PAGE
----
Building Domain Specific Languages (DSL) in Boo by Oren Eini leads the intermediate to advanced programmer through the process of building several DSLs in the Boo programming language. It is not an introduction to Boo, but rather it is assumed that the user is advanced enough so that picking up a new language is not an insurmountable prerequisite. A Boo tutorial and reference is provided in the appendix.
The writing style is inviting an informal. The first two paragraphs will immediately endear programmers to Oren Eini:
At first, there was the bit. And the bit shifted left, and the bit shifted right, and there was the byte. The byte grew into a word, and then into double word. And the developer saw the work and it was good. And the evening and the morning were the first day.
And on the next day, the developer came back to the work and couldn’t figure out what he was thinking last night, and spent the whole day figuring that out.
Oren chose to write about building DSLs in Boo specifically because of the excellent language-oriented programming features available in the Boo programming language. This is not a book about the nuts and bolts of building a language from scratch. That would not truly be a treatise on DSLs as the purpose of DSLs is increased abstraction. That increased abstraction drives Oren’s craft. He makes no reservations about the fact that code maintainability and not performance is his primary concern.
This is a book about getting your feet wet and jumping right into building usable real-world DSLs. This book is immediately applicable to the work performed by hundreds of thousands of programmers every day. The DSLs presented in the book are pertinent to the work of enterprise developers. Thorough code samples of the fully functional DSLs are provided.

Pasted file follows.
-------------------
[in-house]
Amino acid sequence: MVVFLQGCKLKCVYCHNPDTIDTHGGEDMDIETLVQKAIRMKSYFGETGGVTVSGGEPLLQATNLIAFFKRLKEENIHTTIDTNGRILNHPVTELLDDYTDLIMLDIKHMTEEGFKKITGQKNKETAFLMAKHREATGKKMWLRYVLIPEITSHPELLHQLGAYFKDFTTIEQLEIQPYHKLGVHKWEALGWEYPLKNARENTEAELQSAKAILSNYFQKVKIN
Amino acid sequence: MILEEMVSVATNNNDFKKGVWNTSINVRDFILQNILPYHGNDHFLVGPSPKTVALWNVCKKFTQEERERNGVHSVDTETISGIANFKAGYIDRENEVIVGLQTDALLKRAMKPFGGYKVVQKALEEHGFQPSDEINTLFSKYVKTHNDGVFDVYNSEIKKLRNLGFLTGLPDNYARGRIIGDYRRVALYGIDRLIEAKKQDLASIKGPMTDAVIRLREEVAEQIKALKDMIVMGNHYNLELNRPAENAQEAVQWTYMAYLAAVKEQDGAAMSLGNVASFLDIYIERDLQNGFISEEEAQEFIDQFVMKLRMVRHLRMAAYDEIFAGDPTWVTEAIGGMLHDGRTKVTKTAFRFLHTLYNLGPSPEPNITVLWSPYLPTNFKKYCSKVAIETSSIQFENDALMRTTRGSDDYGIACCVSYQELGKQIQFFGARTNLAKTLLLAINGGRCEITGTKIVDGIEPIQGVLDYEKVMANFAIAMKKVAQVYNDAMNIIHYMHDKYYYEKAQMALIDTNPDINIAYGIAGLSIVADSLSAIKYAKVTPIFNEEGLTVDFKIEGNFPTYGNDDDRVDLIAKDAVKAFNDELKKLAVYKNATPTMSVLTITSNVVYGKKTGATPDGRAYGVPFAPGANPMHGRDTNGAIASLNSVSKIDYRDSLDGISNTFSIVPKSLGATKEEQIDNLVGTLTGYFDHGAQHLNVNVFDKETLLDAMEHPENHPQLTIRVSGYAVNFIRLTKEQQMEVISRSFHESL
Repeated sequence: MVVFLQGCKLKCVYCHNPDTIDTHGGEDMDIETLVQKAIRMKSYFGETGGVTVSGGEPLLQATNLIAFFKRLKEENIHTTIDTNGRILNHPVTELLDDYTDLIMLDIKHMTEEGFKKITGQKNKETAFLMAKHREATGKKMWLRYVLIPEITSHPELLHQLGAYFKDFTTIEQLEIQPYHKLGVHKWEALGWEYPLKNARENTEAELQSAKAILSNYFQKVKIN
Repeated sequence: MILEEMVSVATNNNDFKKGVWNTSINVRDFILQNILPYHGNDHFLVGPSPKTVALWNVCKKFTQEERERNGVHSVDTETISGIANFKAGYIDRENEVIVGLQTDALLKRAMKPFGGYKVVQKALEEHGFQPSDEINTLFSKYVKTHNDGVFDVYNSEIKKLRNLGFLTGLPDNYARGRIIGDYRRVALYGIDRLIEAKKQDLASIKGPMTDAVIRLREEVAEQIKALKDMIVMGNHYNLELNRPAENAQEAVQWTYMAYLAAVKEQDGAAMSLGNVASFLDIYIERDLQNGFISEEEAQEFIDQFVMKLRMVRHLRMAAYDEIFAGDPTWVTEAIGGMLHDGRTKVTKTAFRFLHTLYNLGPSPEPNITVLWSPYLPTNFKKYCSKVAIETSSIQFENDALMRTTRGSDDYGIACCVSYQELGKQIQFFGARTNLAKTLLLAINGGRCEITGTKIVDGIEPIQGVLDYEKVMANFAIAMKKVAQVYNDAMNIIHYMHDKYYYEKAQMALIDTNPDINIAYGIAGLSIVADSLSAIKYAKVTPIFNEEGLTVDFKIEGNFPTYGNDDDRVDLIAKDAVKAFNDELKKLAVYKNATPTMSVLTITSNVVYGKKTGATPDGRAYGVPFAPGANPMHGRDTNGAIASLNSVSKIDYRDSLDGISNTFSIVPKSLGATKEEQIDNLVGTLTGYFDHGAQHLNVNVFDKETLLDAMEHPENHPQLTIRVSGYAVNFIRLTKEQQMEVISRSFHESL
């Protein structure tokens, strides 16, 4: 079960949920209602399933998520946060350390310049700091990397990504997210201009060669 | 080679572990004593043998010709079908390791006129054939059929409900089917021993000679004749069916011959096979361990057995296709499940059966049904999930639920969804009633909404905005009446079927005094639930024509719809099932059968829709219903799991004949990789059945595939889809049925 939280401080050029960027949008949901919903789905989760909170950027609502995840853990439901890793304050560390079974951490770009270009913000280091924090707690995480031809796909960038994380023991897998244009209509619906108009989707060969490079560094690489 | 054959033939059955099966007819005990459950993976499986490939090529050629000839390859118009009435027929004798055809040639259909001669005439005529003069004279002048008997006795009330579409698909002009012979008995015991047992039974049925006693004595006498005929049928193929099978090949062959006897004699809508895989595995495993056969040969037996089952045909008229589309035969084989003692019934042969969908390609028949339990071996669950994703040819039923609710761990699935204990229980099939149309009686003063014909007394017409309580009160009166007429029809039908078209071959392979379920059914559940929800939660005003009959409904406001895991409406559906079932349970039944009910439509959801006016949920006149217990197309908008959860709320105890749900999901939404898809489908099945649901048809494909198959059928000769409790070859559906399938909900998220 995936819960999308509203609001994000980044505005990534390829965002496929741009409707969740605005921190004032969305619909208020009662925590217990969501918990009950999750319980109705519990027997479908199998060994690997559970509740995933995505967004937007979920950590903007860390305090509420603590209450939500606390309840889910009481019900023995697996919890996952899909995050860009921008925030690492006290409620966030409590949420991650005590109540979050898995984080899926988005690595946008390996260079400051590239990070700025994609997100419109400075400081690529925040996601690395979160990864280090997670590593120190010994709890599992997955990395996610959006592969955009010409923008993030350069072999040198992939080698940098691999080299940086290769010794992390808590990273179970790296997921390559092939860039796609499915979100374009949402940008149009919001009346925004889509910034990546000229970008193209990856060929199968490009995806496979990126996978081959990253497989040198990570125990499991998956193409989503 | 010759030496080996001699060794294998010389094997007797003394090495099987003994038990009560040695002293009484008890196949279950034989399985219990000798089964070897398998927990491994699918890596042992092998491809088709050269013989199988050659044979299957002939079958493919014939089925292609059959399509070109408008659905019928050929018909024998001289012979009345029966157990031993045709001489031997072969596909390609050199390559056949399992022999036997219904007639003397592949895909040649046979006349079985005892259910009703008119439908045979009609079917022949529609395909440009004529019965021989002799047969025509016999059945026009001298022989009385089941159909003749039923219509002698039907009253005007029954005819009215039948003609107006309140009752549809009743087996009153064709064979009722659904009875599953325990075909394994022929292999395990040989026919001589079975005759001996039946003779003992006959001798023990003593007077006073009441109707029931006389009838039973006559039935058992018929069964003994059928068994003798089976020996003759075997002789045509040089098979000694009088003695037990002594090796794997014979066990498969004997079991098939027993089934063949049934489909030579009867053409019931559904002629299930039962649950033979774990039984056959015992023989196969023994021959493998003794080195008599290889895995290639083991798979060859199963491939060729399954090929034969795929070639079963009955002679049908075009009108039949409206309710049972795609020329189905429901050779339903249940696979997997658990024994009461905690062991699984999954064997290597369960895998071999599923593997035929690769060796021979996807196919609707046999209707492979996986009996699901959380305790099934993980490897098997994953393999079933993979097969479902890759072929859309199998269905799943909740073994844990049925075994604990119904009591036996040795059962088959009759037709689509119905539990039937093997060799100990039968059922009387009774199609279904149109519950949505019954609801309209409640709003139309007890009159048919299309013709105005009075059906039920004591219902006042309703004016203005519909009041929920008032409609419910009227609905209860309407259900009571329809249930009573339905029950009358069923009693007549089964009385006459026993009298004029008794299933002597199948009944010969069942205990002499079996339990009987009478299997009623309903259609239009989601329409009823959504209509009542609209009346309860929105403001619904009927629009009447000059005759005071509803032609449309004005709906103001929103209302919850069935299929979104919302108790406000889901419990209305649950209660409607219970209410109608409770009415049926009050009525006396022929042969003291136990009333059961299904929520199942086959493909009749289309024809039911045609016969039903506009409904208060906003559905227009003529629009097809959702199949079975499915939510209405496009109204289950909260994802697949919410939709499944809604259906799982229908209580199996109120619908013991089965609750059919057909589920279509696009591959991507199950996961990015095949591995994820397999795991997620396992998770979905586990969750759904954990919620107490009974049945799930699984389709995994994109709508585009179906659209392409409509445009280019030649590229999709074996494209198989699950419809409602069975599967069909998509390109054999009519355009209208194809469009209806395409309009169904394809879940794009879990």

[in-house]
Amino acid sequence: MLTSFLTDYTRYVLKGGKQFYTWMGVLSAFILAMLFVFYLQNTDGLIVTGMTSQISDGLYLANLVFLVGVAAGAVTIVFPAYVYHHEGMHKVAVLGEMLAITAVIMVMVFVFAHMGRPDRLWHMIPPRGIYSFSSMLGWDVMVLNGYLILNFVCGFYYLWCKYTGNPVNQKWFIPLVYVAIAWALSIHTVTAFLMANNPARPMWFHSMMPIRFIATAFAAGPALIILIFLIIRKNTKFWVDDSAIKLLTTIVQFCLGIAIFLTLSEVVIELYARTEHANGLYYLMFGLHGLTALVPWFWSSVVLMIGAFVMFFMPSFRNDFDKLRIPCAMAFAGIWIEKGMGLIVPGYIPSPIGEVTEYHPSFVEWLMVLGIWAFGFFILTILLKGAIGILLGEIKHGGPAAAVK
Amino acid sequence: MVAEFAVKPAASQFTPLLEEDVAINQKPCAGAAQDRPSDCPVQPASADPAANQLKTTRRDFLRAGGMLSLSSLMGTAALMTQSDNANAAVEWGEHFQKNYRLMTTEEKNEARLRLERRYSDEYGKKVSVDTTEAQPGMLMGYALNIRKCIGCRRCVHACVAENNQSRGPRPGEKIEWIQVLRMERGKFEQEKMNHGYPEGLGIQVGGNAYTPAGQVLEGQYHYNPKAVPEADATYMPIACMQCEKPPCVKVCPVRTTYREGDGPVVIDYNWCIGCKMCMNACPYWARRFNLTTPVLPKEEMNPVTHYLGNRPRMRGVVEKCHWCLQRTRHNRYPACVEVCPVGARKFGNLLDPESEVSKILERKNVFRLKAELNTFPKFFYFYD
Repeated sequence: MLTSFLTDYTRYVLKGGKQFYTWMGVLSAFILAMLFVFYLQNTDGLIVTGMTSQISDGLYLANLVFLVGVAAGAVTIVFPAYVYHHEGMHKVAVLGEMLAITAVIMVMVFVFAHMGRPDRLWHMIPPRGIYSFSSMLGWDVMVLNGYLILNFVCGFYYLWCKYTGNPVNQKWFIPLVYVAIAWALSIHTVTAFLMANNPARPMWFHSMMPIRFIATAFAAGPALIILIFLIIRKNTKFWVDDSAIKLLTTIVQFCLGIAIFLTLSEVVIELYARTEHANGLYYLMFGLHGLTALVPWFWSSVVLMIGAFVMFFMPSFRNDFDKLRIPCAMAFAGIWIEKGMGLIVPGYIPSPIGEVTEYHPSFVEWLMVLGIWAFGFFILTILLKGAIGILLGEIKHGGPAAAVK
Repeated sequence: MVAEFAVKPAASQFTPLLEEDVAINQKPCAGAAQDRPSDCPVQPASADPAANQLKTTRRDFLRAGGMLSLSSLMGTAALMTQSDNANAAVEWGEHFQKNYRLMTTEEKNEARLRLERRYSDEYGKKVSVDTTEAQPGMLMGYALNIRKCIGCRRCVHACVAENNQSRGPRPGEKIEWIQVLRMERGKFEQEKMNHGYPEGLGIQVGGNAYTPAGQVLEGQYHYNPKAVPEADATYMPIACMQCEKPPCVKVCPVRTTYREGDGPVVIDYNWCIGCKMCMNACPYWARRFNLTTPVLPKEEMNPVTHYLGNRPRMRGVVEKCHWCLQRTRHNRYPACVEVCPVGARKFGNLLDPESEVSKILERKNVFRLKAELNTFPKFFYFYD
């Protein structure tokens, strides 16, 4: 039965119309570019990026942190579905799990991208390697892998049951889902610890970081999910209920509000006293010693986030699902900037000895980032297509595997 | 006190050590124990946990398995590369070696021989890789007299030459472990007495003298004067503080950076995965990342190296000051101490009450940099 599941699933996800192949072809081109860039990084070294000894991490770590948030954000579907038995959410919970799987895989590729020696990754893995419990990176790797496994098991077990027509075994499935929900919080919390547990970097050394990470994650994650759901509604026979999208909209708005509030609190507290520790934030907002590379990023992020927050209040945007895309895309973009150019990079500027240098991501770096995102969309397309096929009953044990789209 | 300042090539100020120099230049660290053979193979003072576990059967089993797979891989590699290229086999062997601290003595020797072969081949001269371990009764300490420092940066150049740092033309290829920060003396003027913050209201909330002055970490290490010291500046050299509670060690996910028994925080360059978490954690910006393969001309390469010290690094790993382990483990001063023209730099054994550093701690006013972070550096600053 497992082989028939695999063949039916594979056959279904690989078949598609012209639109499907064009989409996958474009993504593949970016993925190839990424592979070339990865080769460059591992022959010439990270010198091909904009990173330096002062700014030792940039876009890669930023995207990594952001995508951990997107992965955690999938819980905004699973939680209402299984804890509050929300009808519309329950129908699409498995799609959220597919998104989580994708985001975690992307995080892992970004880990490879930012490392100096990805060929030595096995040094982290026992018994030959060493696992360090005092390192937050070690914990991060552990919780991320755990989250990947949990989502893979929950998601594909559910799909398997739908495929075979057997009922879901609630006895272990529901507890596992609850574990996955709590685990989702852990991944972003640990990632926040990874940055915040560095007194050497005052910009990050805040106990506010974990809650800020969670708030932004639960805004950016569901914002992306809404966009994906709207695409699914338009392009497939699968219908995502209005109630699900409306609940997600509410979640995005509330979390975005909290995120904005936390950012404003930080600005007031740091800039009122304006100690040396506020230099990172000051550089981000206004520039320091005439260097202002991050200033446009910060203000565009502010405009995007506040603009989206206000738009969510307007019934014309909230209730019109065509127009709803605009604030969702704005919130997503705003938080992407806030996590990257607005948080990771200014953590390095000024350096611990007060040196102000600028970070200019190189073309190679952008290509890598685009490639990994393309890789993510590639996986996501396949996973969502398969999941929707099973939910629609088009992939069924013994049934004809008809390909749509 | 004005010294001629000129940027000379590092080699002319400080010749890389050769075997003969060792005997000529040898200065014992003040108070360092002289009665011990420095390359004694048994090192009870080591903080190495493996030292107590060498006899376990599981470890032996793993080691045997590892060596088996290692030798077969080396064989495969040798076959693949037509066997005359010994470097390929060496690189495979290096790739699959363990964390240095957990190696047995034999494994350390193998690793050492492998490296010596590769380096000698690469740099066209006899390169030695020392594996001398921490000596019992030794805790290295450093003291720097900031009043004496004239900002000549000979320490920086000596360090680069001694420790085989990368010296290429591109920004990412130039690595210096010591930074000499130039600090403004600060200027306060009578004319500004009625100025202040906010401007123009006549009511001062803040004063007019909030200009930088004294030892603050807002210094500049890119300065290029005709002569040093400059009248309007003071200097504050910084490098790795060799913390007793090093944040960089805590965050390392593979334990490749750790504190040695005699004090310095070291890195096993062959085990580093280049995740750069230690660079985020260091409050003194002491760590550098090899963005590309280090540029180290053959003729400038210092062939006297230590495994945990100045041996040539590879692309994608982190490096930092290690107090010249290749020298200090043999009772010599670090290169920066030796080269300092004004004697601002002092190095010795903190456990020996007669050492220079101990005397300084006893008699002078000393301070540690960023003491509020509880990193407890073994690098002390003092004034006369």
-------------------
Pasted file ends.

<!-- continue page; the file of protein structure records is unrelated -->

Rhino DSL is Oren’s low-level implementation of a language factory. It is leveraged throughout the book. Sufficient detail into the design goals and implementation of the library are given so that it could be easily reproduced even if it were not freely available as open source. Rhino DSL is licensed under the BSD license. I have used it. It is wonderful and I see no reason to reinvent the wheel.
Testing, versioning, and creating IDEs to polish your DSLs are topics treated thoroughly. Oren teaches you how and when to version your DSL. He presents several strategies for versioning. He drives home the points that automated testing is not an option, it’s a requirement.
I found the chapter on creating an IDE invaluable. Oren recommends using Sharp Develop. It is freely distributable and allows you to build a stand-alone DSL editor to distribute as a part of your package. The chapter begins by demonstrating how to provide a good text editing experience with syntax highlighting and code completion and then moves on to advanced topics such as how to create visualizations to round out the editing experience. This task is made easier thanks to the ability to use the abstract syntax tree (AST) provided by the Boo Parser. Score another one for Boo!
Not all of Oren’s advice is about programming itself. He provides insights into the business-aspect of creating DSLs as well. The first emphasis box in the documentation chapter is titled “Ensure an initial positive impression.” The common-sense statements in this box provide polish to the book, much as he is trying to teach the reader how to provide polish to a DSL.
These sentences captured my interest intently:
A project that looks good is pleasant to use, easier to demo and in general easier to get funding for.
The first stage should be a very easy one, even if you have to design to enable that specifically.
How often as programmers do we neglect to create a good first-impression of our amazing products? The code is well-tested and flawless, but it takes another computer scientist of equal skill an hour to get anything working.
Oren’s blend of humor and common-sense advice makes the book a joy to read. His example code and discussion of abstract concepts will challenge you to become a better programmer. Oren brings you into his world, one where everything is done correctly. All code is maintainable, self-documenting, and easy-to-read.
If you are a .NET developer, I cannot encourage you enough to pick up this book. Oren’s thoughts are valuable even if you never write a DSL. The concepts of language-oriented programming are becoming more main-stream, and this book is an excellent introduction that will open your eyes to the practical implications of language-oriented design.